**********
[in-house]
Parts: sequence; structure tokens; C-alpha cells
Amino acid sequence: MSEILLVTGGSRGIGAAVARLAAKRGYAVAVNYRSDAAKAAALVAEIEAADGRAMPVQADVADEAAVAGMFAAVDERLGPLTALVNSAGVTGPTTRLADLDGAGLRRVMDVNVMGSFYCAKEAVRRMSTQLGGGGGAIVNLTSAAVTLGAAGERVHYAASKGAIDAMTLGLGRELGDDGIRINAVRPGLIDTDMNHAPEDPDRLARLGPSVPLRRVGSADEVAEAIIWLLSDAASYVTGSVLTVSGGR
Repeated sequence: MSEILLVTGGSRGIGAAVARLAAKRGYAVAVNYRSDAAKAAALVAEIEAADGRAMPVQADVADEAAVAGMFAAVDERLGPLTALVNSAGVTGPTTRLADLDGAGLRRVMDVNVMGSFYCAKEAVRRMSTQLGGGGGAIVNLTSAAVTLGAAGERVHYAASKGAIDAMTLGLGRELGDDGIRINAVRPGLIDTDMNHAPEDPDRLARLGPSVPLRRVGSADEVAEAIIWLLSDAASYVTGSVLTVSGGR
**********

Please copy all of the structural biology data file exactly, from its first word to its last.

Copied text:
[in-house]
Parts: sequence; structure tokens; C-alpha cells
Amino acid sequence: MSEILLVTGGSRGIGAAVARLAAKRGYAVAVNYRSDAAKAAALVAEIEAADGRAMPVQADVADEAAVAGMFAAVDERLGPLTALVNSAGVTGPTTRLADLDGAGLRRVMDVNVMGSFYCAKEAVRRMSTQLGGGGGAIVNLTSAAVTLGAAGERVHYAASKGAIDAMTLGLGRELGDDGIRINAVRPGLIDTDMNHAPEDPDRLARLGPSVPLRRVGSADEVAEAIIWLLSDAASYVTGSVLTVSGGR
Repeated sequence: MSEILLVTGGSRGIGAAVARLAAKRGYAVAVNYRSDAAKAAALVAEIEAADGRAMPVQADVADEAAVAGMFAAVDERLGPLTALVNSAGVTGPTTRLADLDGAGLRRVMDVNVMGSFYCAKEAVRRMSTQLGGGGGAIVNLTSAAVTLGAAGERVHYAASKGAIDAMTLGLGRELGDDGIRINAVRPGLIDTDMNHAPEDPDRLARLGPSVPLRRVGSADEVAEAIIWLLSDAASYVTGSVLTVSGGR